- Associated Press - Sunday, March 13, 2016

FORT PAYNE, Ala. (AP) - The prayer beads project started when Connie Phillips saw an advertisement and got an idea.

Now the United Methodist Women - Mary Hannah Circle at St. Paul United Methodist Church makes Protestant prayer beads for those who are sick, struggling or just need a prayer.

“We started ordering kits from (author) Kristen Vincent,” she said. “We ordered two or three kits to see what was involved and to see how to do it. She encouraged making our own so we started accumulating supplies.”

The first time the women’s group met, they made only 25 beads, and the next time they crafted 40.

“We enjoyed assembling them and we enjoyed the time we spent together making them,” said Phillips. “We give them to friends, relatives, nursing homes or people with health issues just to let them know we are praying for them.”

The beads start with a cross, which leads to the invitatory bead. Phillips said this represents an invitation into the circle of prayer with God. Next to it is the resurrection bead. In the circle are four cruciform beads that symbolize the four gospels. Between each of the four are seven week beads that represent the seven days of the week and spiritual perfection. Not counting the resurrection bead, the total number of beads is 33 - the number of years Jesus lived on earth.

“They are a tool to enhance prayer and there is no wrong way to use them,” Phillips said. “You could hold them in your hand, in your bible or hang them up.”

Phillips said their beads have been sent different cities around the south such as Knoxville, Lexington and Orlando. They plan on continuing to craft the beads as long as there is a need.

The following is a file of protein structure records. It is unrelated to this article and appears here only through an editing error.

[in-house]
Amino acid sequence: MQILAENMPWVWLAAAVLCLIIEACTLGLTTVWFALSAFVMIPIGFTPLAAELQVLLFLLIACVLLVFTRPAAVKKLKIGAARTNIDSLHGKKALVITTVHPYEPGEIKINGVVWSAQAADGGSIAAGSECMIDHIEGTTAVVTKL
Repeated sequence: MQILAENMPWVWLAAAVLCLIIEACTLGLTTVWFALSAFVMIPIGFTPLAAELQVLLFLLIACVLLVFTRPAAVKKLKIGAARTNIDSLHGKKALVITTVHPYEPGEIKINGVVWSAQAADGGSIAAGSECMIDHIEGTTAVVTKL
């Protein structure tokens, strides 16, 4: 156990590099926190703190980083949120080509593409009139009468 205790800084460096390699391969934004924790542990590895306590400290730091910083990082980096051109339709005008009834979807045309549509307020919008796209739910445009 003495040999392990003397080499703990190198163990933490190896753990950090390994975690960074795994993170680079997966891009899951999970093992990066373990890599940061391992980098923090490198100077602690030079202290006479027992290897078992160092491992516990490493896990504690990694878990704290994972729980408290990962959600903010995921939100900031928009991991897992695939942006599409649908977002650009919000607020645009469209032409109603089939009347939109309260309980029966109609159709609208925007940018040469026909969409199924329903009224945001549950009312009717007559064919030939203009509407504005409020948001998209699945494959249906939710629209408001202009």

“A lot of churches give prayer shawls or blankets, but this is what we do,” she said.

The book “A Bead and a Prayer” by Kristen E. Vincent inspired and guided the women’s group with the project. The paperback version is available on bookstore.upperroom.org for $12 and the eBook is $7.99.

“We just felt like prayer is important in our lives and helps get you through the good and bad,” Phillips said.

Some other things the women’s group participates in include: giving clothes and supplies to Kelly’s Rainbow in Albertville, taking food to volunteers at Inner Faith Medical Clinic in Fort Payne and giving baskets to families during Thanksgiving.

“Our pastor, Darrell Morgan, is very supportive of the beads,” she said. “He puts them on the altar and blesses them, and we hope they will bring blessings to people who get them so they will know someone is thinking about them and praying for them.”


Information from: Fort Payne Times-Journal, https://www.times-journal.com

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